MELBOURNE -- Microbiology is not something that we might associate with food, but according to New York chef David Chang, it’s the unsung hero of flavor.
The Michelin chef, who recently visited Australia for the Melbourne Food and Wine Festival, spoke in detail about his personal discovery of microbes -- invisible organisms which play an influential role in cooking.
"It's just hit me how important the concept and the world of microbiology is," the Momofuku-famed chef said. "It’s completely consumed me, it’s all I think about in terms of food."
In the recent presentation on the future of food, the Korean-American chef encouraged the Melbourne food industry to look at aged-old practices from a scientific lens.
“Lactic-acid fermentation, pickling and age-drying beef are things that we've been doing for centuries, but we don’t really know much about what’s going on behind the scenes,” Chang said.
In the one-hour long talk, the serial restaurateur regaled the audience with stories of kitchen experiments and new discoveries.
One key story was his own baptism of fire into the world of microbiology. This occurred when he was searching for a substitute for katsuobushi (otherwise known as bonito) -- a fermented, steamed petrified product which is essential for making dashi.
On a whim, Chang decided to substitute the bonito with pork tenderloins -- in essence, he fermented the pork in the style of katsuobushi, and he called this "butabushi".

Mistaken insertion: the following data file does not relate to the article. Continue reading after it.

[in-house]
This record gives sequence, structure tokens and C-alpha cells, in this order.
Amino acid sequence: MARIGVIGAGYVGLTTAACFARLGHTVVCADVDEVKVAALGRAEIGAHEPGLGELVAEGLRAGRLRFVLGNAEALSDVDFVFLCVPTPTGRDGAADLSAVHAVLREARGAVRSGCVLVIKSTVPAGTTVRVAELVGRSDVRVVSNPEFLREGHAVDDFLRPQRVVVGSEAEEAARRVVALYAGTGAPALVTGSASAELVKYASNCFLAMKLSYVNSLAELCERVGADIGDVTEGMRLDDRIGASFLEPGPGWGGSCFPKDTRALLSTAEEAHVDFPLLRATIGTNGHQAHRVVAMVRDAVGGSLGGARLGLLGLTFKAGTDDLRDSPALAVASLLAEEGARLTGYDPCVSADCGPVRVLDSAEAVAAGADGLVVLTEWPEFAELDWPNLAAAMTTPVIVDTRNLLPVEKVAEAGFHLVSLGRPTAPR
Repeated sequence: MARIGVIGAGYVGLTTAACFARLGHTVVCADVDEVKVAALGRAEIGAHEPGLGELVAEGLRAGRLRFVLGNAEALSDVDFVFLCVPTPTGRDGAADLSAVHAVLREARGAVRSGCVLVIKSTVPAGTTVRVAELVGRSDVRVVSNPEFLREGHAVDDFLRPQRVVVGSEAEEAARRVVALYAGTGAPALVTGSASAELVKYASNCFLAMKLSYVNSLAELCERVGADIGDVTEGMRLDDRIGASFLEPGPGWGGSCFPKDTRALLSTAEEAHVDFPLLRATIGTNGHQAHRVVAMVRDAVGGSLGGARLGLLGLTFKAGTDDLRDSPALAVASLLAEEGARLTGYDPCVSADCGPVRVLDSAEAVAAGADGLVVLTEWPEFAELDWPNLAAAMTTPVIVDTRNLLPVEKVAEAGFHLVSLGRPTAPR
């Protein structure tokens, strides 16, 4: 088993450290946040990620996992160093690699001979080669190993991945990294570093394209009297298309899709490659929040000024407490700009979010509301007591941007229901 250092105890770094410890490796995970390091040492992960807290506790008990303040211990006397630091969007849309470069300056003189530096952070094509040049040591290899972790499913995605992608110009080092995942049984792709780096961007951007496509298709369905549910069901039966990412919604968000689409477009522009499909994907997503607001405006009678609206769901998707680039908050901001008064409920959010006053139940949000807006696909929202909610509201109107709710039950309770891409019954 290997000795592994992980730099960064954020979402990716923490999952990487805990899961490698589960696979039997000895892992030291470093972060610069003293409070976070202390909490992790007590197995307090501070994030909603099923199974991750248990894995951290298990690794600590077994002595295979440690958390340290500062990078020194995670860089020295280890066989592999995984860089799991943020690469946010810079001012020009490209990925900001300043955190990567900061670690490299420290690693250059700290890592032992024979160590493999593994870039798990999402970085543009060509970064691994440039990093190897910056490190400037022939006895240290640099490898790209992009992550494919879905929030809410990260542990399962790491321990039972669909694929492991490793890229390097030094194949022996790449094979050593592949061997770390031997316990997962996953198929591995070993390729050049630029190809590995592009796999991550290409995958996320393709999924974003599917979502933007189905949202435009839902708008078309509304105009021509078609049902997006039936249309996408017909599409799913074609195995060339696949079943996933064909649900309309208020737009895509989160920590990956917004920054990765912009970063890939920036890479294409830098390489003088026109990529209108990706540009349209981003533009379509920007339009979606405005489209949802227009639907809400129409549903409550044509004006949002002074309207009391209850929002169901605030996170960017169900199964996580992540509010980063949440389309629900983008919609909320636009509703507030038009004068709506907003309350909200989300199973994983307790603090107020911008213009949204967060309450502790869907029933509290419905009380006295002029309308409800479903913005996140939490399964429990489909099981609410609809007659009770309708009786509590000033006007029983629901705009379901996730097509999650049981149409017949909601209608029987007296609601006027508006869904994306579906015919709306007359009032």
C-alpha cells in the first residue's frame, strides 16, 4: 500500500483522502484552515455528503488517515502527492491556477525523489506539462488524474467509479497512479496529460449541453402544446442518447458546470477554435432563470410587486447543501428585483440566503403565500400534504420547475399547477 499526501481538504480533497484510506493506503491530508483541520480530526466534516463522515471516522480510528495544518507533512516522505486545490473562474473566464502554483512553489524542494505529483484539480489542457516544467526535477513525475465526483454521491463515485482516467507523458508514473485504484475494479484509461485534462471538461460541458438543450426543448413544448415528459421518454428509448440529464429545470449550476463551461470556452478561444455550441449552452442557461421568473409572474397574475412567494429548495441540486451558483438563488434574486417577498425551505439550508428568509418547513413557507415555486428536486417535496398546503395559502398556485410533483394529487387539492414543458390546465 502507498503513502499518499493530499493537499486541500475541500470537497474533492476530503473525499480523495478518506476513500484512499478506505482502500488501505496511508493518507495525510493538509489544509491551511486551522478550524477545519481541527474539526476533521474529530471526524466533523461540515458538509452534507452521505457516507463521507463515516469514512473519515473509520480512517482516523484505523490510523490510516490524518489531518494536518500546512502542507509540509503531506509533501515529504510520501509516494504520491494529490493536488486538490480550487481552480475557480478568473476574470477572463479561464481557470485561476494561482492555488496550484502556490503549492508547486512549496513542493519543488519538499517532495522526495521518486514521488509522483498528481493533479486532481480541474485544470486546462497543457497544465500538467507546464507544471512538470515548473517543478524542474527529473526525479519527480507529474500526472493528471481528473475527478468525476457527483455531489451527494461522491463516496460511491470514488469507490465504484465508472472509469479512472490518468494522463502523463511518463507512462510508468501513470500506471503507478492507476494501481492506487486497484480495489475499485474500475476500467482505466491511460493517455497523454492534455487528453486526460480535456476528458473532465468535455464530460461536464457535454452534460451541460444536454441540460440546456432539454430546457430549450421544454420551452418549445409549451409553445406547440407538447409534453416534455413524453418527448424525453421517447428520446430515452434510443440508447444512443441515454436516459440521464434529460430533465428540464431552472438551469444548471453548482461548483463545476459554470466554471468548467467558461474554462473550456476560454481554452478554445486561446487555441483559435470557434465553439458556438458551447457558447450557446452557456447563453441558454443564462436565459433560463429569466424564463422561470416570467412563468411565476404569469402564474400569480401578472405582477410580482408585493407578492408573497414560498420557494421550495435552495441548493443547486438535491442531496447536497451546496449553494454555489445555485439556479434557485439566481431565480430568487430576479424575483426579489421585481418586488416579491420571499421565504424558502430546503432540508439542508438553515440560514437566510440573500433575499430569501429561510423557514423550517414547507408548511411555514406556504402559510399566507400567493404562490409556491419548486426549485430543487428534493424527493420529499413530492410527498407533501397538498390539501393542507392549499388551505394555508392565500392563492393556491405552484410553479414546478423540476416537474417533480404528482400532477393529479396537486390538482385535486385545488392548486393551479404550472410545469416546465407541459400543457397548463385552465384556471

After steaming, smoking and dehydrating the meat, he left it in a bed of rice for six months. At this time, Chang was worried it wasn't safe to eat, so he decided to send a sample of the butabushi to Harvard University for testing.
The microbiologists there, Rachel Dutton and Ben Wolfe, were surprised by what they found; instead of the aspergillus oryzae or “koji” mold which is normally found in Japanese cuisine, they found pichia, a genus of yeast. The butabushi featured the same characteristic of the bonito tuna but used a completely different mold.
Dutton and Wolfe explained to Chang that the pichia was created due to the specific local variables (New York air and New York ingredients) that were present during the food-making-process -- in scientific speak, the microbial terroir.
The term "microbial terroir" is used to describe the infinite number of local bacteria, mold, and funghi out there that can influence (or interfere with) the food process.
The concept of microbial terroir is not just significant for understanding the complexities of food flavors and textures, but it also poses questions around culinary dogma, such as: Is a miso paste made in Sweden just as authentic as one which was made in Japan?
“I simply can’t replicate it,” he admitted to his Australian audience. “Everything is different here in incremental degrees, the water, the ingredients -- and cooking is all about the details.”
Chang's mini-microbiology lesson suggests that authenticity in flavor is deeply dependent on the local bacterial microbes -- it is the existence of these microscopic organisms that can help to explain why no two miso soups will ever taste the same.
Photo: David Mahon.
This post was originally published on Smartplanet.com